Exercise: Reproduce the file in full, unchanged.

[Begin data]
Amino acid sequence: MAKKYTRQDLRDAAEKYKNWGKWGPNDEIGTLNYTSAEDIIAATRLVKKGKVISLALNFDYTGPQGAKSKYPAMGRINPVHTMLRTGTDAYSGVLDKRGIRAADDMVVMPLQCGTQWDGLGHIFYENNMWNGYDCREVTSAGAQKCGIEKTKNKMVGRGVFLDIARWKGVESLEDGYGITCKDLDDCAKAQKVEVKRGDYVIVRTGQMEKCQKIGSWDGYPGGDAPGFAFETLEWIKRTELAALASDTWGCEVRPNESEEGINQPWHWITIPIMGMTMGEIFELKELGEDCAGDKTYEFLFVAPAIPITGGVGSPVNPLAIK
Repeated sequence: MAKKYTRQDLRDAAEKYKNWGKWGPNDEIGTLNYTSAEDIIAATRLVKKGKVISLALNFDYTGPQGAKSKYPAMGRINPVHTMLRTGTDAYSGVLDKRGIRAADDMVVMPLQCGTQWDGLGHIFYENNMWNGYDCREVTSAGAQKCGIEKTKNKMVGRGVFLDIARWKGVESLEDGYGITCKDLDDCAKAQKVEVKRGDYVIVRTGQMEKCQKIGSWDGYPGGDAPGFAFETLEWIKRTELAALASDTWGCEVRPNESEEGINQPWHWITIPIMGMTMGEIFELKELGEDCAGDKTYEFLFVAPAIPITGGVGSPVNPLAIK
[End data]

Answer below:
Amino acid sequence: MAKKYTRQDLRDAAEKYKNWGKWGPNDEIGTLNYTSAEDIIAATRLVKKGKVISLALNFDYTGPQGAKSKYPAMGRINPVHTMLRTGTDAYSGVLDKRGIRAADDMVVMPLQCGTQWDGLGHIFYENNMWNGYDCREVTSAGAQKCGIEKTKNKMVGRGVFLDIARWKGVESLEDGYGITCKDLDDCAKAQKVEVKRGDYVIVRTGQMEKCQKIGSWDGYPGGDAPGFAFETLEWIKRTELAALASDTWGCEVRPNESEEGINQPWHWITIPIMGMTMGEIFELKELGEDCAGDKTYEFLFVAPAIPITGGVGSPVNPLAIK
Repeated sequence: MAKKYTRQDLRDAAEKYKNWGKWGPNDEIGTLNYTSAEDIIAATRLVKKGKVISLALNFDYTGPQGAKSKYPAMGRINPVHTMLRTGTDAYSGVLDKRGIRAADDMVVMPLQCGTQWDGLGHIFYENNMWNGYDCREVTSAGAQKCGIEKTKNKMVGRGVFLDIARWKGVESLEDGYGITCKDLDDCAKAQKVEVKRGDYVIVRTGQMEKCQKIGSWDGYPGGDAPGFAFETLEWIKRTELAALASDTWGCEVRPNESEEGINQPWHWITIPIMGMTMGEIFELKELGEDCAGDKTYEFLFVAPAIPITGGVGSPVNPLAIK